TSG IntelBrief: Putin’s Chechen Nightmare in Syria
Putin’s Chechen Nightmare in Syria
Bottom Line Up Front:
• On October 16, Putin revealed that there were 5,000-7,000 fighters from the former Soviet republics fighting in Syria; the potential for their return to destabilize Russia’s border regions is a serious concern for Moscow
• Those fighters from the Caucasus regions who have gone to Syria—particularly but not limited to Chechnya—have sorted themselves into three main extremist factions
• Chechens play an important role in the Islamic State, al-Qaeda/Jabhat al-Nusra, and the Islamic Caucasus Emirate (ICE), an al-Qaeda-affiliated group that continues to fight against Russia in the Caucasus region
• While the reputation of Chechen fighters is prone to mythic exaggeration, they do play a prominent and often specialized military role in whatever faction they join, and present a serious and persistent terrorist threat in Syria and elsewhere.
The Syrian civil war has dramatically affirmed that the trend lines of globalization are not restricted to trade and finance, but are also fundamentally altering persistent regional conflicts. The estimated 30,000 foreign fighters that have traveled to Syria over the past four years come from more than 100 countries. Efforts to stem the flow of these fighters have proven ineffective, especially as would-be travelers learn from their predecessors’ mistakes and have stopped broadcasting their intentions and journeys on social media.
As Russian military involvement in Syria escalates, a look into the fighters from Russia’s sphere of influence is in order. Combatting these fighters while they are in Syria is—according to both Russian President Putin and Prime Minister Medvedev—in Russia’s ‘national interest.’ When the issue of foreign fighters from the former Soviet republics in Syria is combined with Moscow’s determination to ensure the continuity of a pro-Russian regime in Damascus, it is difficult to overstate the effort Russia will expend in the Syrian civil war.
President Putin recently disclosed that there are 5,000-7,000 fighters from the former Soviet republics who have traveled to fight in Syria. Of these, the ones that likely worry Moscow most are those from the Caucasus, particularly the region of Chechnya. Setting aside the exaggerated mythologies that surround Chechen fighters, they are indeed playing a considerable role in extremist groups in Syria, adding a measure of military capability and motivation that serves as a force multiplier wherever they are deployed.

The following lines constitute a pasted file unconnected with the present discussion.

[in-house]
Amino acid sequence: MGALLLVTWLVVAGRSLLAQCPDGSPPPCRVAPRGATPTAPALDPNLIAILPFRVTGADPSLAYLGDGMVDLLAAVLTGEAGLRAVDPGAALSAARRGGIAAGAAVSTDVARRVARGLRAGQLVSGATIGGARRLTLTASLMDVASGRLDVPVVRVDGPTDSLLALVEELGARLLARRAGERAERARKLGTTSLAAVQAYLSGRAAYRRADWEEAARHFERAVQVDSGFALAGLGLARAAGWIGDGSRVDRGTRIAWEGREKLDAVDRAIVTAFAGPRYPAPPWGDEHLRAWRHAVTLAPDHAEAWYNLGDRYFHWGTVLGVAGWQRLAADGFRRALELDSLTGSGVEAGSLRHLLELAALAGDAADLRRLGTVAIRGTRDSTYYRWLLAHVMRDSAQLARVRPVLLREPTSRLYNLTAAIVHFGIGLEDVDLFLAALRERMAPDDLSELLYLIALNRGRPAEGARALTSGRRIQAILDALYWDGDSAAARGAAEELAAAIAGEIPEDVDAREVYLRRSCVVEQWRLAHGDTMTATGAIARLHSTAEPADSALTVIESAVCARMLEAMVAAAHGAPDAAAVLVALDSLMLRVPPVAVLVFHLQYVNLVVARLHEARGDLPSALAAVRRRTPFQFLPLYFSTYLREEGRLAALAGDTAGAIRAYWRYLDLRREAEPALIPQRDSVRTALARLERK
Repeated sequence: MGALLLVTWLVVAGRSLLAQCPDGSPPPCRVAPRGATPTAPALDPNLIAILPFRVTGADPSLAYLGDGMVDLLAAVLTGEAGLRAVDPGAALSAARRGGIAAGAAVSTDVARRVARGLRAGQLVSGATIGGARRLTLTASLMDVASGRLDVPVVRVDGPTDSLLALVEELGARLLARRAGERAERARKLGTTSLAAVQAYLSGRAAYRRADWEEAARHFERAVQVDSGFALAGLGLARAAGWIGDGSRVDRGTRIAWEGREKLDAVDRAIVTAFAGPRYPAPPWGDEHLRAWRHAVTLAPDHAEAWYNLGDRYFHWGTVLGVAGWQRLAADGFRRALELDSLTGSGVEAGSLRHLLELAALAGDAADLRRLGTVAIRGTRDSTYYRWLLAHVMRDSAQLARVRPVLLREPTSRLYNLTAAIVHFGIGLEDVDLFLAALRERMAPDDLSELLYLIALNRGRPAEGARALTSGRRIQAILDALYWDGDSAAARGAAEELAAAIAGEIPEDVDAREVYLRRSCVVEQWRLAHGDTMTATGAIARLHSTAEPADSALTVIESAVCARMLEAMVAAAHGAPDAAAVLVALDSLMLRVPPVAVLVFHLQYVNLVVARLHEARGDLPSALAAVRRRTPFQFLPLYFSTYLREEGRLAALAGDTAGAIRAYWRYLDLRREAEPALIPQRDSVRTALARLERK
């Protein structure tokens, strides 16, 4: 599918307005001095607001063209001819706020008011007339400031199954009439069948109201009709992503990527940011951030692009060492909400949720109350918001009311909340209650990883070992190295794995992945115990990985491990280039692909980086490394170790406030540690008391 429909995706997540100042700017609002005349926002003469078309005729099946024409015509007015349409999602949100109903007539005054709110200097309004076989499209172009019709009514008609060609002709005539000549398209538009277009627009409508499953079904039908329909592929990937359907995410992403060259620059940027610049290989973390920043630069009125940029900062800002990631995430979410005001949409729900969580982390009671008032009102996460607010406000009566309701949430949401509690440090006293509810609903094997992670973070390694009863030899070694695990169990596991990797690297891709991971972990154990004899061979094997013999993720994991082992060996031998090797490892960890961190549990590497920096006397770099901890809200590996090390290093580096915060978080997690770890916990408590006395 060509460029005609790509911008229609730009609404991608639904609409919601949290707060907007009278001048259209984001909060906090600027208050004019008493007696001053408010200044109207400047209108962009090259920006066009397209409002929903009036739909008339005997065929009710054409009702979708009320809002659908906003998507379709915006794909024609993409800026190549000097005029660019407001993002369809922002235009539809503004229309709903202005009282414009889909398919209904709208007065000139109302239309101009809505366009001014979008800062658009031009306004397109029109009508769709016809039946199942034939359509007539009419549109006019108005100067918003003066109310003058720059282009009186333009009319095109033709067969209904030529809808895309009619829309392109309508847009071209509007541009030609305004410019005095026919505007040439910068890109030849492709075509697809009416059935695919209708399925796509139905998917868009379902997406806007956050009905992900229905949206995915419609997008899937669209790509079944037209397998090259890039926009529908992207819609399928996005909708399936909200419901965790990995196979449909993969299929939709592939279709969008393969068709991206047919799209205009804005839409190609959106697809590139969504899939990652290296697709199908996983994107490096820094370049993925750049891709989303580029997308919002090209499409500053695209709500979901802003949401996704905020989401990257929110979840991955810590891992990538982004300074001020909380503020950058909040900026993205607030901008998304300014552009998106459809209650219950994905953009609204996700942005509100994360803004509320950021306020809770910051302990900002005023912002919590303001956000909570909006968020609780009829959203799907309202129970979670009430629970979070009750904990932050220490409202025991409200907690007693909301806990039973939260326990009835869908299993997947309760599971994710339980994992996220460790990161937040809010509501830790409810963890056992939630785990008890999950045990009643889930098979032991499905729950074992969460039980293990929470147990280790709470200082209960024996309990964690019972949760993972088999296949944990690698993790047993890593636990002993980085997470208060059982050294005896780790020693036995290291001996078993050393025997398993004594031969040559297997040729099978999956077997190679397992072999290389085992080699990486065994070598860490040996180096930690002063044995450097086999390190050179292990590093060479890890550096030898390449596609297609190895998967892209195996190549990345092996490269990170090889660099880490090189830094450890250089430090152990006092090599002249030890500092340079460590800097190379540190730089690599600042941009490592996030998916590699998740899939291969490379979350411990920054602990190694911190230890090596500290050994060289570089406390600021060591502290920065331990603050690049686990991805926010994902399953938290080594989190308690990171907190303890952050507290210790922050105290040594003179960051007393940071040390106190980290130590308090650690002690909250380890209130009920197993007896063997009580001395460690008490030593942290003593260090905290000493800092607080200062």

The Chechen and Caucasus fighters have essentially divided into three extremist camps in Syria. They are ostensibly rivals, but the Chechens have tried to avoid infighting among themselves regardless of group affiliation, with varying success.
In the so-called Islamic State, the Chechens are located in Raqqa, as well as al-Bab and Manbij in Aleppo. Chechen fighters make up the backbone of the ‘Dabiq Army,’ the group’s somewhat elite unit preparing for the ‘end-of-days’ battle in Dabiq, north of Aleppo. More Chechens are believed to serve in the Jaysh al-Usra (Emergency Army), an emergency force that is deployed to shore up weakening positions in both Syria and Iraq. All of these fighters fall under the command of Tarkhan Batirashvil AKA Abu Omar al-Shishani, an ethnic Chechen from Georgia’s Pankisi Gorge.
In Jabhat al-Nusra, a sizable contingent of fighters (ranging from Chechen to Tajik and others) is fighting under the name Jaysh al-Mujahideen al-Ansar, which has experienced leadership turmoil throughout the summer and is now led by a Saudi following the removal of Salakhuddin al-Shishani. The group is increasingly Arab-influenced, as the Caucasus element diminishes. Jabhat al-Nusra managed to retain a good amount of fighters when Abu Omar al-Shishani defected to the Islamic State, though he did take many with him. Two Uzbek-related groups, Imam Bukhari Jamaat and Katibat al Tawhid wal Jihad, are also affiliated with al-Nusra and al-Qaeda, and both are operating in Aleppo and Qualamoun. Al-Nusra’s Caucasus fighters have been instrumental in fighting around Idlib and Aleppo.
The third of the major factions (which, like everything in the civil war, have numerous and shifting sub-factions) are those fighters aligned with the Islamic Caucasus Emirate (ICE), which has sworn allegiance to al-Qaeda leader Ayman al-Zawahiri, but has not folded itself into the official al-Qaeda Syrian affiliate of Jabhat al-Nusra. In addition to Salakhuddin al-Shishani, there are other prominent and effective military commanders for the ICE elements. Abdul Hakim al-Shishan, head of the Ajnad al-Kavkaz, has been quite active in the Assad stronghold of Latakia; as such, his forces and other Caucasus groups—such as Jund al-Sham led by Murad Margoshvili AKA Muslim al-Shishani—are a prime target for Russian airstrikes. These airstrikes accomplish two goals for Russia: lessening the threat to Assad and reducing the number of skilled fighters that could potentially return home to wage war in Russia and its borderlands.
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